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I am wondering what kind of ability NASA had during the Gemini or Apollo program era to control the vehicle from the ground.

From reading some capcom transcripts and looking through some random procedures, the ground is always relaying commands to the astronauts by voice, and expecting the astronauts to respond by flipping switches, e.g. requesting "O2 tank fan heater to OFF".

But say the astronauts were asleep, did the ground controllers have any kind of remote control of the vehicle?

Was telemetry always a passive reading of vehicle state?

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  • $\begingroup$ Related: Could an Apollo LM land unmanned? $\endgroup$ – a CVn Jun 30 '17 at 9:01
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    $\begingroup$ It's reasonable to assume that remote control was possible up to a point. Remote piloting - firing main engines, attitude thrusters, for sure. Remote operation of auxiliary functions like O2 tank fans and heaters (associated with long term power supply and life support), probably not. $\endgroup$ – Anthony X Jul 1 '17 at 0:57
  • $\begingroup$ I'm also curious to hear of any info describing what would take precedence should a conflict arise... could the ground control lock the crew out of any systems? I know they were carefully screened for that kind of thing, I am just interested in the technical possibilities. $\endgroup$ – Innovine Jul 1 '17 at 7:09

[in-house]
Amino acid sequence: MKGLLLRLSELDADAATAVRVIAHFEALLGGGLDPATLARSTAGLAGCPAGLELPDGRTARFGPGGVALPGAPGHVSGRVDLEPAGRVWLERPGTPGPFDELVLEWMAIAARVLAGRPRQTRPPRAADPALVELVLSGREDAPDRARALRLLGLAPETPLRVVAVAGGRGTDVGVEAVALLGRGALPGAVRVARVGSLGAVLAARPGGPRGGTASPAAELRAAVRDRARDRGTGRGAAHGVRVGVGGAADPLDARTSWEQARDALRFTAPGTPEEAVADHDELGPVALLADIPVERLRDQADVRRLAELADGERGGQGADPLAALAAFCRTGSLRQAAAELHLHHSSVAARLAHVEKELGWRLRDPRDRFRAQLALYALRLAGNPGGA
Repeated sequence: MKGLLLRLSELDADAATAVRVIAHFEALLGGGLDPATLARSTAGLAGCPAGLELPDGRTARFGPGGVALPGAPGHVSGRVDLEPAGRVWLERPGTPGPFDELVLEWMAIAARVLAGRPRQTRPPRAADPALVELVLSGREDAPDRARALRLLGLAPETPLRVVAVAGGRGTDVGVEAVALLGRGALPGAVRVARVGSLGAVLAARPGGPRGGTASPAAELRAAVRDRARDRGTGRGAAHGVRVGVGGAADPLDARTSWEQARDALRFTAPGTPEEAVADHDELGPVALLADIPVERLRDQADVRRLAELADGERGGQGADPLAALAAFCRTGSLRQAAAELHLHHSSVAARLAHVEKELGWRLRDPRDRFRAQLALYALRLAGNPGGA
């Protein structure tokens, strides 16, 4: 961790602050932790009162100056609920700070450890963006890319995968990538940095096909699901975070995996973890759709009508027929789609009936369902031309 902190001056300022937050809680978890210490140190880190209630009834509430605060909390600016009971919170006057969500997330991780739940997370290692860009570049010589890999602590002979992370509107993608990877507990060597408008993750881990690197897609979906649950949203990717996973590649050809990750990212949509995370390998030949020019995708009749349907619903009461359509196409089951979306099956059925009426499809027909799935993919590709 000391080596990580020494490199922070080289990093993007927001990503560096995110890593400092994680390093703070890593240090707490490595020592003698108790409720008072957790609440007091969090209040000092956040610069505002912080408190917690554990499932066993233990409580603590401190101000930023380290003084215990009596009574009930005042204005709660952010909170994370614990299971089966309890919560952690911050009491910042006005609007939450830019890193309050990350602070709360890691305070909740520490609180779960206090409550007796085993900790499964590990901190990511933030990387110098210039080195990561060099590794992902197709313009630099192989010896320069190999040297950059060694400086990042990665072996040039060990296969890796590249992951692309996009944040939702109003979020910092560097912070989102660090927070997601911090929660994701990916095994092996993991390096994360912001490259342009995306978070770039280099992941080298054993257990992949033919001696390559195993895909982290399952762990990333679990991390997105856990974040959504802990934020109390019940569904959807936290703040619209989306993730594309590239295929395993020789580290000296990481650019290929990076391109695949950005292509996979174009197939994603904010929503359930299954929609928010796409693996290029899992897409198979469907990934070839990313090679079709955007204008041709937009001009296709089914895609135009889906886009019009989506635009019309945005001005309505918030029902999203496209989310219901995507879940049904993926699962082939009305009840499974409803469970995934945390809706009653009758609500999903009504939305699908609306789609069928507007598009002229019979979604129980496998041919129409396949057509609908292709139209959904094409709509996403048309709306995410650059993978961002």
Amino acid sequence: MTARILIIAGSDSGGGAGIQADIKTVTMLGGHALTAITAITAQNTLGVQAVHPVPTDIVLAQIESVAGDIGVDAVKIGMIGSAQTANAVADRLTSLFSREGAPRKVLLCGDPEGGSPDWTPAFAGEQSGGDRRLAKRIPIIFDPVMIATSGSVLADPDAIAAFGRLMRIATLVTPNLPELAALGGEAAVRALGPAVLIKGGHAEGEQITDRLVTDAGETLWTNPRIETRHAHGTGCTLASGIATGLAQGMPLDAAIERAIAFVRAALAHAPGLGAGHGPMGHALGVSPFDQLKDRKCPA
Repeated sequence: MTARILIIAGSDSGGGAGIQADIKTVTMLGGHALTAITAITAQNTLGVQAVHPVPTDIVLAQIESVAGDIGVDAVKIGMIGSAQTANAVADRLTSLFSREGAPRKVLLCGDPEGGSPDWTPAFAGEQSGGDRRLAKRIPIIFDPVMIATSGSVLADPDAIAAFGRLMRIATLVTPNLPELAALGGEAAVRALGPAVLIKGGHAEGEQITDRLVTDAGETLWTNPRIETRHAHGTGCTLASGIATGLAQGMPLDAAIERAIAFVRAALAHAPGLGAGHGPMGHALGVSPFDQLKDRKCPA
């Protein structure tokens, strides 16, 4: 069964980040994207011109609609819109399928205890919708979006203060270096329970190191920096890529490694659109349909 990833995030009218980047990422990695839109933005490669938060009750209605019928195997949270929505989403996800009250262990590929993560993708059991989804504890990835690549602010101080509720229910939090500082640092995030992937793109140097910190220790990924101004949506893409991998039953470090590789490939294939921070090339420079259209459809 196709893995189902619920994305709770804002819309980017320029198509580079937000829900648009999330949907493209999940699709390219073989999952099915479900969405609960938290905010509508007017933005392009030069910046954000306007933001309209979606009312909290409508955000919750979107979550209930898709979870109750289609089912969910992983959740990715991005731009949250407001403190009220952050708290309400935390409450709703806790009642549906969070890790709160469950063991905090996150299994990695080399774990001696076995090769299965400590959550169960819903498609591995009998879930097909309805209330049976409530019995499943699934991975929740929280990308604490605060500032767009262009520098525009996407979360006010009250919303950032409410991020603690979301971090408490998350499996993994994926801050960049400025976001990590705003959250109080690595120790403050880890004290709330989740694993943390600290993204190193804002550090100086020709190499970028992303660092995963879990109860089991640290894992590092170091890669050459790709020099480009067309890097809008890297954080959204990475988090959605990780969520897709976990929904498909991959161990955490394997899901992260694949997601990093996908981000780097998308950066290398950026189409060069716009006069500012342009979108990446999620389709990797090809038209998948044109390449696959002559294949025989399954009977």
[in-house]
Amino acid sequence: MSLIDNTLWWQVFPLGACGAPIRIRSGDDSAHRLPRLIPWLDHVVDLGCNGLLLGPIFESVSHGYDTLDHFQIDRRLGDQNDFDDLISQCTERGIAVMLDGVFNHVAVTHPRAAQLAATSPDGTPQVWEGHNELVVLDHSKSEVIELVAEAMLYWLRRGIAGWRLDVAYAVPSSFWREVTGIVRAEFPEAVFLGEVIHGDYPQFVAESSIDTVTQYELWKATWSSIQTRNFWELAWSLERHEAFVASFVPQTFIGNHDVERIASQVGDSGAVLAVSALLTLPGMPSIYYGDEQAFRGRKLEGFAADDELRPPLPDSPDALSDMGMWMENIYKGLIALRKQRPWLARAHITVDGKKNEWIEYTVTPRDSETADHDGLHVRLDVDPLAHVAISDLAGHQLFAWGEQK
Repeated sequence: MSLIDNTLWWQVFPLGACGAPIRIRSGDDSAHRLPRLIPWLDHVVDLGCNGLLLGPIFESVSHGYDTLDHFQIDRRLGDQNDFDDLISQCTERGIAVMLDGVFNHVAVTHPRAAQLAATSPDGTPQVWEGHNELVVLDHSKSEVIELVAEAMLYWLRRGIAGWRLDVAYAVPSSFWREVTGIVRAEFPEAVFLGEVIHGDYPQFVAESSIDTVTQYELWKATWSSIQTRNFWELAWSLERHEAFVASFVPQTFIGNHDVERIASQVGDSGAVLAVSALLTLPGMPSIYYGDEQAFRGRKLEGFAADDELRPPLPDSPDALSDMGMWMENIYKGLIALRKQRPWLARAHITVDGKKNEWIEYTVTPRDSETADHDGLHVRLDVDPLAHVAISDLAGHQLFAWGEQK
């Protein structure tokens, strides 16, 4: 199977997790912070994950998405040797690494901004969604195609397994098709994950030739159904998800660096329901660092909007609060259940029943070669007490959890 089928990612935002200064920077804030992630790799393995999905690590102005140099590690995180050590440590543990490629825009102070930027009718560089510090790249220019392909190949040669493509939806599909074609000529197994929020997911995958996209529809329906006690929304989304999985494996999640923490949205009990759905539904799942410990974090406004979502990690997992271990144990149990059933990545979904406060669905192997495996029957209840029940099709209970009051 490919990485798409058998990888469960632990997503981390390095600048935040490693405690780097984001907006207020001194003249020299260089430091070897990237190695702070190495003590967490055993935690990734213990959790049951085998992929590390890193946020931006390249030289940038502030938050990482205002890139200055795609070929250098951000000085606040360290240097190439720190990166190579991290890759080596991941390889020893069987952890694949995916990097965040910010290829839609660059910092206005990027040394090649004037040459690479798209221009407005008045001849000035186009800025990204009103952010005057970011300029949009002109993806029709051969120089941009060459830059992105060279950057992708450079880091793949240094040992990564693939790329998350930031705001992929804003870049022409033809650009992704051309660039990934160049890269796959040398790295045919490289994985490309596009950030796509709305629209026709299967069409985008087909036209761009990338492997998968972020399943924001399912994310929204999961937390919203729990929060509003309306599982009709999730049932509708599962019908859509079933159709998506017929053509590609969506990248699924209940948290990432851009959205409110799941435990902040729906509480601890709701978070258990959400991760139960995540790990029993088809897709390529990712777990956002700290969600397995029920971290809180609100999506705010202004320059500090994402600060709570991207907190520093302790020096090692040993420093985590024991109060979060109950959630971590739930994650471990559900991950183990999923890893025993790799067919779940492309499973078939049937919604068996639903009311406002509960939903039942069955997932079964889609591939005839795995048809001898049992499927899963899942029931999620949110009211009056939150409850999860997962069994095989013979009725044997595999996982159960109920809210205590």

• $\begingroup$ Consider that Apollo-era technology was primitive by current standards.Reliability and weight saving would have favored simplicity in design. The crew is an invaluable resource to correct mechanical faults/failures which may occur during the mission, so where ever feasible, things would have been as accessible as possible to the crew for inspection or repair. That would have given the crew ultimate authority over everything within their reach. Remote or automatic control would have been to support or supplement crew action. Overriding crew action would have been impractical and undesirable. $\endgroup$ – Anthony X Jul 1 '17 at 16:16
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Backing up a bit to give design comments from Project Mercury:

The Mercury astronauts had taken part in the development of their spacecraft, and insisted that manual control, and a window, be elements of its design. As a result, spacecraft movement and other functions could be controlled three ways: remotely from the ground when passing over a ground station, automatically guided by onboard instruments, or manually by the astronaut, who could replace or override the two other methods. Experience validated the astronauts' insistence on manual controls. Without them, Gordon Cooper's manual reentry during the last flight would not have been possible

Furthermore, astronaut group 1 and group 2 both required test pilot experience, and group 3 allowed military fighter jet experience instead of test pilot experience. Group 4 brought in scientists and gave them pilot training if needed, so overall the astronaut pool for Gemini and Apollo was made up of people that were expected to be able to fly the craft, and considering the astronauts were leaning on the design of the craft to make it user-pilotable they expected to be doing the flying: Project Gemini